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Unsigned Youth Talent Meets the Gaming Industry

13 December 2021

Unsigned Youth Talent Meets the Gaming Industry Unsigned Youth Talent Meets the Gaming Industry

In Bedfordshire, a local organisation has helped young people to unlock their creative skills, build confidence and remove barriers to employment through online gaming.

Earlier this year, the Society for the Advancement of Black Arts (SABA) got creative in their approach, delivering their project in Bedfordshire to help young people at risk from local gang culture get into employment. Director John Downie decided to combine personal development training with online gaming – allowing participants to take control of their own future.

SABA was created to support people from disadvantaged communities to tap into their creative talents for potential commercial opportunities as a micro-business or to find employment in the area of their skillset. And that’s exactly what their Community Grants funded project has done.

From one to one mentoring and bespoke digital media training to confidence building and interview practice, the programme eliminated participant’s barriers to employment.

Director of SABA, John Downie, commented: “Gaming to me is like a parallel universe, with an endless number of opportunities available – Which is why it’s a perfect employment opportunity and really engaging for young people. During the pandemic, so many young people have lost their jobs, had their education disrupted or lost confidence. Our project was designed to help those most affected by COVID, to make a real difference that will benefit participants now and in the future.”

One of the participants on the project, who also helped deliver sessions as part of his development is Winston Hislop. With decades of success as a reggae ‘MC’ (stage named ‘General Saint’), he enrolled on this project after taking a keen interest in the gaming industry whilst experimenting with animation for his music.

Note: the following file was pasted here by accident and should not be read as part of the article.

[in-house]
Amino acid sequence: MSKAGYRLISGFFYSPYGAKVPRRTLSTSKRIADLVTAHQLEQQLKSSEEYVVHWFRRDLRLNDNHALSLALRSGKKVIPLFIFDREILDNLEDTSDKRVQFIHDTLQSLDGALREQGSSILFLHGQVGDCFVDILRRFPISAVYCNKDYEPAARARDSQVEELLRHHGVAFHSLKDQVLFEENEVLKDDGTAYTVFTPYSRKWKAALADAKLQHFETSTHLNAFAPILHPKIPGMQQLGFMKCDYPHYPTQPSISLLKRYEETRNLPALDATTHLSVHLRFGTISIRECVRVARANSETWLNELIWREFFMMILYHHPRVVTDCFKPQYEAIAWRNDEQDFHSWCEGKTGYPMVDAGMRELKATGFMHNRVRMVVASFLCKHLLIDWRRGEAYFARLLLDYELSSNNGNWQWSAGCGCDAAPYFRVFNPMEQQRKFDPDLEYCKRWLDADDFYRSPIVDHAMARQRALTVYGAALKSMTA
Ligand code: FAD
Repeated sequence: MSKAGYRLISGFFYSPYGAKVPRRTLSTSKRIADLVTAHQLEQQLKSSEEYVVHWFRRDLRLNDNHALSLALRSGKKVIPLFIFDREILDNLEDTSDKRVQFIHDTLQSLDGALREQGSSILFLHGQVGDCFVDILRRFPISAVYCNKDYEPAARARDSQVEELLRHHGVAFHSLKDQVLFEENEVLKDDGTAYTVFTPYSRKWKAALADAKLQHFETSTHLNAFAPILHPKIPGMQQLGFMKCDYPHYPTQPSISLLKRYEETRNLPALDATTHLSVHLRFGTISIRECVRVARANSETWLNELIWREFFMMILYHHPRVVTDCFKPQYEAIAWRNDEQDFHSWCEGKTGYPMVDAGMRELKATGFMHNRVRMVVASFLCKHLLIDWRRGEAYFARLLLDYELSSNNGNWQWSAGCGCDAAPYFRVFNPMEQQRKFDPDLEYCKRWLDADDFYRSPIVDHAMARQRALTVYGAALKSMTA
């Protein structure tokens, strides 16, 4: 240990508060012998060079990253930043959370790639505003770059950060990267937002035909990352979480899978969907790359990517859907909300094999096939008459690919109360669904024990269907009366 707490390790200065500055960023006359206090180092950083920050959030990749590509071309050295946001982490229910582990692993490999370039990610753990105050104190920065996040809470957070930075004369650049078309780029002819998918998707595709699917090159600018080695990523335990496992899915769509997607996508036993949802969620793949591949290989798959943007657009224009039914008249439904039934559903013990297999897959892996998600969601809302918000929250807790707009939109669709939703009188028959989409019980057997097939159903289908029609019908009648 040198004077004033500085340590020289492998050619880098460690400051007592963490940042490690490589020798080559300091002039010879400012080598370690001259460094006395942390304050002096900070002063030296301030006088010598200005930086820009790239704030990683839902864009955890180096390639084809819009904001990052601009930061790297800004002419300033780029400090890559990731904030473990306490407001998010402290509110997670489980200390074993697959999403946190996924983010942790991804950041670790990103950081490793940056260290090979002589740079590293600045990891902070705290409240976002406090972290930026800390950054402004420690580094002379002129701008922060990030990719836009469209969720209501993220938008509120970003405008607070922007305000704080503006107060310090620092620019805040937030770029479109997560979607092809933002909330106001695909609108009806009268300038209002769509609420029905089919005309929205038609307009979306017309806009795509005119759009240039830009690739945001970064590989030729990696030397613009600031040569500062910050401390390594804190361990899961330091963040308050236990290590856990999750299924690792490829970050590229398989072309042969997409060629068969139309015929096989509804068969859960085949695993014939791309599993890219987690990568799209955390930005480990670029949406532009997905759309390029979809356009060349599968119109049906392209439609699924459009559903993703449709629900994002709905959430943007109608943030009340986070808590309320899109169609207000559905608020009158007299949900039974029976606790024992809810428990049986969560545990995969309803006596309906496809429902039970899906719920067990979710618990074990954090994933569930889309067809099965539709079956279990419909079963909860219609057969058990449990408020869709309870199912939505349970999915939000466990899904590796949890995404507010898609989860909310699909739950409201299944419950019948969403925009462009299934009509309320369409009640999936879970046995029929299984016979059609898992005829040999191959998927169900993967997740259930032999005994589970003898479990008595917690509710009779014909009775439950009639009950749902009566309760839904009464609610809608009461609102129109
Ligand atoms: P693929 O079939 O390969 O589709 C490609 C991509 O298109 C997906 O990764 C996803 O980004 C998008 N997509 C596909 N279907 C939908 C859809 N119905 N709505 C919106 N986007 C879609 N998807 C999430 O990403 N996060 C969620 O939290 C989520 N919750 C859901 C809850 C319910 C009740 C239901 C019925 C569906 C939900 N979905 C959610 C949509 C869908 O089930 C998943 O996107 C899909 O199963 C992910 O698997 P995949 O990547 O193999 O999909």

In the process of shaping his next career move, Winston instilled creativity, wisdom and a willingness to learn into the younger individuals. He was a role-model in the project and had a profound impact on their learning experience stating, “If I can do it, so can they.”

Winston added, “Joining SABA has been a great adventure to share my creative ideas. It’s been really, really magical communicating with the youths, and talking to them about their work… it’s been fantastic.”

SABA’s gaming initiative was funded by the South East Midlands Local Enterprise Partnership’s (SEMLEP) Community Grants programme. The programme offers Voluntary, Community and Social Enterprises grants of between £10,000 to £20,000 to help people most isolated to get back into work or training. Round 8 of SEMLEP’s Community Grants programme is opening for applications on 10th January 2022. For more information, visit:

For more information on SABA, click here:

John, can you tell me about applying for a Community Grant?

I’ve been doing stuff around this for probably about ten years now, and as an organisation, we survive on lots of pockets of funding.

We specialise not by doing large, accredited projects, but by doing smaller ones that are unaccredited and can fit with the people we work with. We have a concept called ‘The Hidden Creative Economy’ (HiCrEc) and that’s about finding people who are in the ‘underground’ who have talent; and finding a way of making them move from the ‘underground’ to the mainstream. That’s not always done through accredited qualifications.

So, these types of (SEMLEP) projects suit the way we work. We like being able to be flexible. We started using the YDN broadcast network and found we weren’t getting the response that we needed. We’re now able to move more into gaming to attract more participants. SEMLEP’s Community Grant scheme has allowed that so it’s been a big help to us.

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